The Colorful Macaws
Macaws are not only one of the most popular pet birds, but they were voted as one of the most beautiful parrots by Bird Talk readers. Macaws’ large, expressive eyes and radiant colors that vary by macaw species, from deep blue to crimson red, combine to give them this honor. Their bare face patches are uniquely accented with delicate feather tracts, such as the blue-and-gold macaw’s traces of black, or the red feather pattern found on the greenwinged macaw. Even the scarlet macaw, with a facial patch devoid of feathers, strikes a regal pose. It is clear why readers overwhelmingly nominated the macaw as one of the most beautiful pet birds.
Pet bird owner Linda Costello of Ohio shares her home with five macaws. She has taken her macaws to schools, nursing homes, parades and other local events to the delight of onlookers. These beautiful pet birds clearly hold a special place in her heart. “Years ago,” said Costello, “there was a pet department in the G.C. Murphy store at the mall. We'd go there to admire the beautiful macaw that belonged to the manager. It was a blue & gold.”
Costello began researching and learning about different species of macaws. The green wing became her dream bird. She found a 2½-month-old female green wing and named her Murphy after the store where she met and fell in love with macaws. A year later, Costello bought Morgan, a blue & gold. Murphy and Morgan are now 12 and 11 years old. Costello now has a male blue & gold, named J.J., and two scarlet macaws, Mitzi and Renee.
Josue Santiago, a veterinary nurse in California, has four macaws. “My first experience with a macaw was in 1996, when I met Peru, my blue & gold. She was featherless, had gauged her eyelids out and had a 3-inch wide hole in her breastplate from self-mutilation. I didn’t think I could rehabilitate her. Almost 10 years later, she has opened up to me a world beyond the boundaries of apprehension and intelligence; and has introduced me to a life of patience and unconditional love. “Aside from being one of the most exquisite creatures to paint our blue skies, macaws have a genuine magic that attracts even the shrewdest person,” Santiago added. “Their charm and innocence, child-like antics color our hearts. That is why I choose to share my life with four of these resplendent animals.”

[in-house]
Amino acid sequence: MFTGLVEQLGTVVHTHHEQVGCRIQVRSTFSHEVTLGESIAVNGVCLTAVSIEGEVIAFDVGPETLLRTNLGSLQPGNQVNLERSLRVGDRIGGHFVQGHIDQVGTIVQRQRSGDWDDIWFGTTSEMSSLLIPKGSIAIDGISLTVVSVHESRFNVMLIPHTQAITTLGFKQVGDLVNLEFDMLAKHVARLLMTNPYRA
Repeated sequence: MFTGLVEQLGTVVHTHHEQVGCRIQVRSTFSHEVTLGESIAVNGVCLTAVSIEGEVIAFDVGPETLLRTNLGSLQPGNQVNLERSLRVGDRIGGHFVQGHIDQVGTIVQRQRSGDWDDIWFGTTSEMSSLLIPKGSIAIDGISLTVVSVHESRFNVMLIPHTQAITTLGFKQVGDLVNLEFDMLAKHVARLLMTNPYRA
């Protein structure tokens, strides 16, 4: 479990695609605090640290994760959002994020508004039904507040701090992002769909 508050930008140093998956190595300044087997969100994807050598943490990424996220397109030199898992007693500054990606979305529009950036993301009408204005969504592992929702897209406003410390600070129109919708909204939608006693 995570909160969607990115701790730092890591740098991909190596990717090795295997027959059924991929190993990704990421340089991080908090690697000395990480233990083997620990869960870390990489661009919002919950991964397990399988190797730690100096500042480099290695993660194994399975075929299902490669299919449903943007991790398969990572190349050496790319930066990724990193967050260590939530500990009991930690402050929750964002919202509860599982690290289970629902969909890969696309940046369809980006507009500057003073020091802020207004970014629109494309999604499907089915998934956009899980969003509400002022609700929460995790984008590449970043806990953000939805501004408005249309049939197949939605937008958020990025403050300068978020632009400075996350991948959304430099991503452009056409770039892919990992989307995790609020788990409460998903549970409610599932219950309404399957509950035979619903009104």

The Beautiful Hawk-headed Parrots
Hawk-headed parrots are unlike any other parrot. The round crest of white-specked, deep tawny feathers on the back of their heads sets them apart, and their crest rises to full display when hawk heads are alarmed or excited. Hawk-headed parrots also possess a remarkable color scheme of pale blue, maroon and green. These beautiful birds are somewhat rare as pets parrots.
Dr. Greg Rich of the West Esplanade Vet Clinic and Bird Hospital in Metairie, Louisiana, has owned both a breeding pair of hawk-headed parrots as well as hand-fed pet hawk heads for 10 years. “These are one of the most strikingly visual beauties of the psittacine family. Over the hundreds of species I have had the pleasure of having close contact with, hawk-headed parrots will turn more heads when they raise their crest than any other psittacine in the general pet trade,” said Rich, adding that hawk heads are very inquisitive and need a varied assortment of toys and foraging products to keep them busy.
“The hawk-headed parrot is definitely among the most beautiful pet birds,” proclaimed Susan Mendez of California. “When Sassy, my hawk-headed parrot, gets excited, his ruff rises and he is transformed into a magnificent creature! A brilliant crimson-red feathered headdress surrounds his dark brown and oatmeal colored head, with each feather tipped in deep sky blue. The same red and blue covers Sassy’s belly. His back and tail feathers are a darker shade of green. It’s incredible to see a headdress on a parrot.”